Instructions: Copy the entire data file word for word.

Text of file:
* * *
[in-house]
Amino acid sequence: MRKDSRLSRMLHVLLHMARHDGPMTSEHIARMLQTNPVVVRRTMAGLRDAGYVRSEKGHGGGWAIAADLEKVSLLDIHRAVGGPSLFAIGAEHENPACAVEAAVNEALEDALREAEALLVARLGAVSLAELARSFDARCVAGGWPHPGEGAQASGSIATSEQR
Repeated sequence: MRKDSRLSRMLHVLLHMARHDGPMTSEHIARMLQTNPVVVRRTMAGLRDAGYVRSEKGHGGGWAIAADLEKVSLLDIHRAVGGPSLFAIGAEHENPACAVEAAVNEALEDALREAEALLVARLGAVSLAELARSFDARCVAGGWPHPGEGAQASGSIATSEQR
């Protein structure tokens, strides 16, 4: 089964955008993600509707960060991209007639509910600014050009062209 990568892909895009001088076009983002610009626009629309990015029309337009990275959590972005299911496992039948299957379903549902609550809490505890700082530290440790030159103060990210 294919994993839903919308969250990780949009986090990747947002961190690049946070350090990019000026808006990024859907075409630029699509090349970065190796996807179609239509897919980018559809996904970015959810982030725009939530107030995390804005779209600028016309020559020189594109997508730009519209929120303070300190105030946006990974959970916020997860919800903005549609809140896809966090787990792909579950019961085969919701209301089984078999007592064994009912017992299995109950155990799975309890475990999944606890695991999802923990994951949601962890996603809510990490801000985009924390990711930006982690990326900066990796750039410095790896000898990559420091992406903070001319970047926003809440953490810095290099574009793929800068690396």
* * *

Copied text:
[in-house]
Amino acid sequence: MRKDSRLSRMLHVLLHMARHDGPMTSEHIARMLQTNPVVVRRTMAGLRDAGYVRSEKGHGGGWAIAADLEKVSLLDIHRAVGGPSLFAIGAEHENPACAVEAAVNEALEDALREAEALLVARLGAVSLAELARSFDARCVAGGWPHPGEGAQASGSIATSEQR
Repeated sequence: MRKDSRLSRMLHVLLHMARHDGPMTSEHIARMLQTNPVVVRRTMAGLRDAGYVRSEKGHGGGWAIAADLEKVSLLDIHRAVGGPSLFAIGAEHENPACAVEAAVNEALEDALREAEALLVARLGAVSLAELARSFDARCVAGGWPHPGEGAQASGSIATSEQR
């Protein structure tokens, strides 16, 4: 089964955008993600509707960060991209007639509910600014050009062209 990568892909895009001088076009983002610009626009629309990015029309337009990275959590972005299911496992039948299957379903549902609550809490505890700082530290440790030159103060990210 294919994993839903919308969250990780949009986090990747947002961190690049946070350090990019000026808006990024859907075409630029699509090349970065190796996807179609239509897919980018559809996904970015959810982030725009939530107030995390804005779209600028016309020559020189594109997508730009519209929120303070300190105030946006990974959970916020997860919800903005549609809140896809966090787990792909579950019961085969919701209301089984078999007592064994009912017992299995109950155990799975309890475990999944606890695991999802923990994951949601962890996603809510990490801000985009924390990711930006982690990326900066990796750039410095790896000898990559420091992406903070001319970047926003809440953490810095290099574009793929800068690396």